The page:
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Tea party floats its debt plan

The next step in the weeks-long saga over how to increase the government’s borrowing cap is to let House tea party forces try it their way. A Republican “cut, cap and balance” plan set for a House vote Tuesday would condition a $2.4 trillion increase in the so-called debt limit on an immediate $100 billion-plus cut from next year’s budget and adoption by Congress of a constitutional amendment to require a balanced budget. “Let’s let the American people decide,” said Rep. Jim Jordan, R-Ohio, on “Fox News Sunday.” ”Do they want something common sense as cutting spending, capping the growth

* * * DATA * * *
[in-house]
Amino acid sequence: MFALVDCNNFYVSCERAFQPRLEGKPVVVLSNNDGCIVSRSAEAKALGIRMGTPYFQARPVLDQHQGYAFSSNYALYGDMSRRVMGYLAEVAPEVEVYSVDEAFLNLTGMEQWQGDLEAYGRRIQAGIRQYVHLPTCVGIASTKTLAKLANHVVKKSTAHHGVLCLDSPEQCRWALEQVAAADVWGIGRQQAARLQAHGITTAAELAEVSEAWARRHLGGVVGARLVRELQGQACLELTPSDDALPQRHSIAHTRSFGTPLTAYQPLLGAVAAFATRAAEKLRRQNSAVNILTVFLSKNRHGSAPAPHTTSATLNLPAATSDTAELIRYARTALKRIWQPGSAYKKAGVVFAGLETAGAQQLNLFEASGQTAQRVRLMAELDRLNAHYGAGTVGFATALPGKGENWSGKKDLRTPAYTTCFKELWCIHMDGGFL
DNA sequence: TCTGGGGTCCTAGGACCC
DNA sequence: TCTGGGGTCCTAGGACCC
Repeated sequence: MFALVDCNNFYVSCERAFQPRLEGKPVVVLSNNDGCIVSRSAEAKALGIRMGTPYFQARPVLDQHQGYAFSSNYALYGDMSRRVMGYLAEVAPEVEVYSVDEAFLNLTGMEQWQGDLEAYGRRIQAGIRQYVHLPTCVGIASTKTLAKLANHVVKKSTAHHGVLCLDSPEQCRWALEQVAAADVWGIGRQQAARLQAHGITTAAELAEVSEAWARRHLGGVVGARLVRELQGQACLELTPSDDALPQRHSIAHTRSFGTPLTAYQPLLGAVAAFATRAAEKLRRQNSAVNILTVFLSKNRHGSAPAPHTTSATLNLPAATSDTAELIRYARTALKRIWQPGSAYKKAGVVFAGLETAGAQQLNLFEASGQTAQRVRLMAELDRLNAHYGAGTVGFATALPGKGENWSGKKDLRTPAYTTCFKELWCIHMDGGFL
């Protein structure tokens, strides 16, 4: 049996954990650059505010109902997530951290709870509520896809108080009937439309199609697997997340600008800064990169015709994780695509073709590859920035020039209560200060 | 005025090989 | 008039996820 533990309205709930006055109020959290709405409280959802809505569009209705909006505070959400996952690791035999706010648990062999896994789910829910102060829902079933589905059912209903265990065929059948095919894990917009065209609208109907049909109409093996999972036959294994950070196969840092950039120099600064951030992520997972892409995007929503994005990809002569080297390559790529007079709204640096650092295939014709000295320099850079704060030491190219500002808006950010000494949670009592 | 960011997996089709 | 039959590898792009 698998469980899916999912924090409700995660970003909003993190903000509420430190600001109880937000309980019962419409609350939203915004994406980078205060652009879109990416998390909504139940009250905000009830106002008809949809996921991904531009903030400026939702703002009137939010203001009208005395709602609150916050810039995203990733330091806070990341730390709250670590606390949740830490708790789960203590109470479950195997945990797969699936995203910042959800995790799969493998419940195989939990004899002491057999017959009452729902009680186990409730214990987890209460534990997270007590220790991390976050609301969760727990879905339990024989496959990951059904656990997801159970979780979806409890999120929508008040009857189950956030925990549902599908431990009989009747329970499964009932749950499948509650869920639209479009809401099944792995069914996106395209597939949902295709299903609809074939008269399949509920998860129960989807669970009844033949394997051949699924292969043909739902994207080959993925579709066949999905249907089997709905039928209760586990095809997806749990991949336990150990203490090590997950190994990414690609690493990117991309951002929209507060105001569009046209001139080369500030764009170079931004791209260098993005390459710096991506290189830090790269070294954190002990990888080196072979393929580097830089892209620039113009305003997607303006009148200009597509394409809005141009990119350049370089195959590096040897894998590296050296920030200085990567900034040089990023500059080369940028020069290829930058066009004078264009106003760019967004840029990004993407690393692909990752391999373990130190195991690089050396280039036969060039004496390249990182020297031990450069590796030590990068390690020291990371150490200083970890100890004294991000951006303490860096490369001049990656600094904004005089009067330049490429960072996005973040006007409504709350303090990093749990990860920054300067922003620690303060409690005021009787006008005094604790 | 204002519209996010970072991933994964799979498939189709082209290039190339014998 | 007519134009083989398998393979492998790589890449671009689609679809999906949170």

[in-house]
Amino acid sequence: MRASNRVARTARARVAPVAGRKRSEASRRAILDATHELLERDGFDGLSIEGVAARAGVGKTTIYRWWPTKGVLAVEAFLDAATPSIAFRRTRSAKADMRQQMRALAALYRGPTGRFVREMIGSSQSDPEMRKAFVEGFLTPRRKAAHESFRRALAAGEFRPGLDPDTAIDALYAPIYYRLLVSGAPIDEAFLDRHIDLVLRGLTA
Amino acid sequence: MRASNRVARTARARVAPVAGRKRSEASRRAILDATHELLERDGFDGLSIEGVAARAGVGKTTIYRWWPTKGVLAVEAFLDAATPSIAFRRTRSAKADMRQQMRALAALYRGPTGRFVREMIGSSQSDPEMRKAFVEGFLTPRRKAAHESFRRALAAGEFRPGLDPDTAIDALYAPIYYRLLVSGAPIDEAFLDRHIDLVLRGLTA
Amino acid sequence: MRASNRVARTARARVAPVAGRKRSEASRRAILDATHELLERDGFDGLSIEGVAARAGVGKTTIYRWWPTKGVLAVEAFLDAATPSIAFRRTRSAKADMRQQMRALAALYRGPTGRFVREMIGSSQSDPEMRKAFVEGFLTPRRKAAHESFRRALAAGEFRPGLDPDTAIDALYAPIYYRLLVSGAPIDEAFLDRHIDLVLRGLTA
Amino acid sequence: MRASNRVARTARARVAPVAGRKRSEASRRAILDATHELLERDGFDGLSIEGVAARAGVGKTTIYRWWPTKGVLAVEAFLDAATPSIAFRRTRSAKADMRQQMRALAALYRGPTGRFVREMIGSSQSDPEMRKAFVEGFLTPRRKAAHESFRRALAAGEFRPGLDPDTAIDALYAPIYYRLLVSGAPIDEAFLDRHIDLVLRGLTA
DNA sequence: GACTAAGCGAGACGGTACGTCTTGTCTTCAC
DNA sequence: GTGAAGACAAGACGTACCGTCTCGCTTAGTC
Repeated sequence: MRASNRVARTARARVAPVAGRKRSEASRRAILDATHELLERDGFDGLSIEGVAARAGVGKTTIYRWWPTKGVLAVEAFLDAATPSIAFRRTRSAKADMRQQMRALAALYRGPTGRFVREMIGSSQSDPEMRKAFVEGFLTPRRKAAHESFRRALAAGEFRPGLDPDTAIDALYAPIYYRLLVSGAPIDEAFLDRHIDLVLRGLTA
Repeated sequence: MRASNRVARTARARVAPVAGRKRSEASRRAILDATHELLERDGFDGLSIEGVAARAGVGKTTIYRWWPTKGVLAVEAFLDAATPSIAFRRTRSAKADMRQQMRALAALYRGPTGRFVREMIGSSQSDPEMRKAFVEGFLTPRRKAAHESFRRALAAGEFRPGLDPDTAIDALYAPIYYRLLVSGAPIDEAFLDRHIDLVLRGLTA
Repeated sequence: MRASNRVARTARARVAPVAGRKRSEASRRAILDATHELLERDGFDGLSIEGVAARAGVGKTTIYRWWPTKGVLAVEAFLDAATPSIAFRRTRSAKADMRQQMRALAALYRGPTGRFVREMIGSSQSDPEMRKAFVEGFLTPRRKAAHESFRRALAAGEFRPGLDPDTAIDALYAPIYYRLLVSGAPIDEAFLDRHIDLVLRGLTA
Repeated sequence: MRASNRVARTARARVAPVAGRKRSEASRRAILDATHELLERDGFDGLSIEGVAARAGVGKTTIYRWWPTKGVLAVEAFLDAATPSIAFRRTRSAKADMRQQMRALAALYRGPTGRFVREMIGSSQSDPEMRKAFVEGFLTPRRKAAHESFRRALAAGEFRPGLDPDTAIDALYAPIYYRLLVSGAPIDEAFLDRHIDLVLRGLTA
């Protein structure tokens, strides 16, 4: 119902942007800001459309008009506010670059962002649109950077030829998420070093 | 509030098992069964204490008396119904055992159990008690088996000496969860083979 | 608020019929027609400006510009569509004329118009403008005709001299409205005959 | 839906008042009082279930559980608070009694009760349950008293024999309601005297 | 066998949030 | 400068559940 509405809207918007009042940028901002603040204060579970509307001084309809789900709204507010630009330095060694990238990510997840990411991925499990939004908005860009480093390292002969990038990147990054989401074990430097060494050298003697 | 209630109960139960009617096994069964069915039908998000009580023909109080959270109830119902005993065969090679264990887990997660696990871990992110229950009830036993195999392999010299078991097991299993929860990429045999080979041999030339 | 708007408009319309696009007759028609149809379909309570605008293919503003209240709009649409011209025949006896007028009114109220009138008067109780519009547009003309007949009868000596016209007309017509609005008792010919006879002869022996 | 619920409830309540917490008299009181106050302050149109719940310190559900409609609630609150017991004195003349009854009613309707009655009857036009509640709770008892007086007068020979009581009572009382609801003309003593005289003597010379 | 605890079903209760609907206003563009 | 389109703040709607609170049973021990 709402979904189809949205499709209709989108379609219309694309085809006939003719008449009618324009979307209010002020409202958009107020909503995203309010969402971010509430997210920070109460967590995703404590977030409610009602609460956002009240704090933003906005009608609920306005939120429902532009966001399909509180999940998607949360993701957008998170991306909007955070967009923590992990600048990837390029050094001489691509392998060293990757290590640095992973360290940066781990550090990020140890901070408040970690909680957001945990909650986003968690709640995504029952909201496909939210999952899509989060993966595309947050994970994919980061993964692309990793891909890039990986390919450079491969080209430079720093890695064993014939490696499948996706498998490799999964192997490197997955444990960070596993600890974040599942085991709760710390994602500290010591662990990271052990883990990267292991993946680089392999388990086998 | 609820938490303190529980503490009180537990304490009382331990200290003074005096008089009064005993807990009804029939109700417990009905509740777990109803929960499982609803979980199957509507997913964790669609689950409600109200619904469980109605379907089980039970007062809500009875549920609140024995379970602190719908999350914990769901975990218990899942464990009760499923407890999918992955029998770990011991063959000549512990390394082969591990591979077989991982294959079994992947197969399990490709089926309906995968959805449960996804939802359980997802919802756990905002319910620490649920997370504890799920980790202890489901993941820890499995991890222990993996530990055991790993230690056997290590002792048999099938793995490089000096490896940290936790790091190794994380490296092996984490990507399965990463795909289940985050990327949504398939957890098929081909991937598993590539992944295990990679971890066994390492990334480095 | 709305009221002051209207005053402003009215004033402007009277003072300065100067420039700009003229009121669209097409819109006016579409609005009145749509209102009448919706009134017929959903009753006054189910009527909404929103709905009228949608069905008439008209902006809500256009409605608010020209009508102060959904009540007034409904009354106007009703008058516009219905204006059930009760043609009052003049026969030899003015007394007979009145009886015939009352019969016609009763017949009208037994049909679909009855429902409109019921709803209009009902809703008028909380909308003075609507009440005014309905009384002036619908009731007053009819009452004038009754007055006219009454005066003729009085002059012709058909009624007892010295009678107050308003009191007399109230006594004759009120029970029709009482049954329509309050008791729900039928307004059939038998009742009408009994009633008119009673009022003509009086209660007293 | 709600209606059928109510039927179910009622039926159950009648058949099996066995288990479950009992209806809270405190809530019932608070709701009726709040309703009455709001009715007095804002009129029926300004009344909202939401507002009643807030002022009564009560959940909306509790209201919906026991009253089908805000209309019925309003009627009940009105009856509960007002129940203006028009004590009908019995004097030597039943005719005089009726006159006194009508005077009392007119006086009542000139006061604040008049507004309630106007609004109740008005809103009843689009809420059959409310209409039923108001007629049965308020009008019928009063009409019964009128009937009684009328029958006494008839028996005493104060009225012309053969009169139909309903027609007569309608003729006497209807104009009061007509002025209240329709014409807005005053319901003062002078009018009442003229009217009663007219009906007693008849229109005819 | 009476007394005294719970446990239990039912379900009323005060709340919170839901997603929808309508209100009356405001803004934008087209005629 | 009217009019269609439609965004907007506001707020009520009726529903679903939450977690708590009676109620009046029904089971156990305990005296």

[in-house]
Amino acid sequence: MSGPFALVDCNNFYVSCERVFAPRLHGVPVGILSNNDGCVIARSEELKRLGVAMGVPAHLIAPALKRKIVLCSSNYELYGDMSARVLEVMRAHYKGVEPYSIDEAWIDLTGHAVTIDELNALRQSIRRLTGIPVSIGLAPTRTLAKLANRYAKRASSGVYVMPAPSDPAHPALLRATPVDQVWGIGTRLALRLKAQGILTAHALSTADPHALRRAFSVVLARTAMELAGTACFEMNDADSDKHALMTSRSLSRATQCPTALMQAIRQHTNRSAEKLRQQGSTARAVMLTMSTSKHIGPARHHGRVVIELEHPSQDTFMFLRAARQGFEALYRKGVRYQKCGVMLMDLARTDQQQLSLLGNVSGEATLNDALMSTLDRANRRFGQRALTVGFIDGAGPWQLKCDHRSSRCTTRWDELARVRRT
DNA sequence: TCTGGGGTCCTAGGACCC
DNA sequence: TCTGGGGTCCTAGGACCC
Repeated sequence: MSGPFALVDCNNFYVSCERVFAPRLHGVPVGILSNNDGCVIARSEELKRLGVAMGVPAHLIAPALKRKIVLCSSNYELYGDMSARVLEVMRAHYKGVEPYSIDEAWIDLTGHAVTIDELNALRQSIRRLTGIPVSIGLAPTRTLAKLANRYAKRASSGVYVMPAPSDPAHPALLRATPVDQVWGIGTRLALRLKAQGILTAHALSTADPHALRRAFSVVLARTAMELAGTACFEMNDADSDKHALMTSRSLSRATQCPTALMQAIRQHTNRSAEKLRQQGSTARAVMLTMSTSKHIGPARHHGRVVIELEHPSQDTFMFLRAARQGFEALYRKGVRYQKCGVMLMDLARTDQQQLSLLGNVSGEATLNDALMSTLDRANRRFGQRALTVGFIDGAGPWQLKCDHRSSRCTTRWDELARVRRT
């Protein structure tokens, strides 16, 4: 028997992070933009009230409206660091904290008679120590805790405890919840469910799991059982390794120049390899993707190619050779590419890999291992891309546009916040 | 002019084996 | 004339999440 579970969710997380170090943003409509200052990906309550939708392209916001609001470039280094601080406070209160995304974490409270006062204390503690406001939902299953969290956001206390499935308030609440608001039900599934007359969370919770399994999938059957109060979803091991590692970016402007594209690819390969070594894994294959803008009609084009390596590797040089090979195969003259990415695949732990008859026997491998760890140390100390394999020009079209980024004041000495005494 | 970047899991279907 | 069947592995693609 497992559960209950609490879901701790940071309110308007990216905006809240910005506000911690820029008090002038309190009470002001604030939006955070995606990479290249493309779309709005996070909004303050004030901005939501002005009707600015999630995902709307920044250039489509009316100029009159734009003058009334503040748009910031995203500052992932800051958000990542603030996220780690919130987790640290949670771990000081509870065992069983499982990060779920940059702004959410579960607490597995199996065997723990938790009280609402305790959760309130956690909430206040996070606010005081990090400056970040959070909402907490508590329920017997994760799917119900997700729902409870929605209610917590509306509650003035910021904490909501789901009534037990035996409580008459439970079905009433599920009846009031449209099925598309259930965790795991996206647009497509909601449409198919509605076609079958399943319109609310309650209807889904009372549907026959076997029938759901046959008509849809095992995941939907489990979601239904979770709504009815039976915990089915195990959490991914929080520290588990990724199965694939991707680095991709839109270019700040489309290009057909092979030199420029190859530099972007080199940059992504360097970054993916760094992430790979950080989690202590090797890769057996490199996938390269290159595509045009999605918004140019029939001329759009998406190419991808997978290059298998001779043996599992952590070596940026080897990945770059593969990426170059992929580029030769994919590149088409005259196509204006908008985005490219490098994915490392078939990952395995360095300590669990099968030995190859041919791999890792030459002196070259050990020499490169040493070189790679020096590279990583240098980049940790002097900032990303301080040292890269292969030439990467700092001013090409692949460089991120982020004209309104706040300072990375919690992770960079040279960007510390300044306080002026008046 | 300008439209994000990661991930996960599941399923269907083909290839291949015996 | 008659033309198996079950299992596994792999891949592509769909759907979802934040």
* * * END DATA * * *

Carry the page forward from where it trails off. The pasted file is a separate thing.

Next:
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Republicans divided on debt debate

It’s no wonder that Republican presidential candidates are divided over whether to increase the federal borrowing limit. Their voters are, too. Fiscal hard-liners in early-voting states say they won’t back someone who supports raising the debt ceiling under any condition. They say the debate in Washington gives the 2012 candidates a chance to show stark differences with Democrat President Barack Obama. Other voters in Iowa, New Hampshire and South Carolina say they are upset about spending. But they also say the debt ceiling must be raised as part of a broader deficit-reduction strategy. Some candidates oppose an increase. But most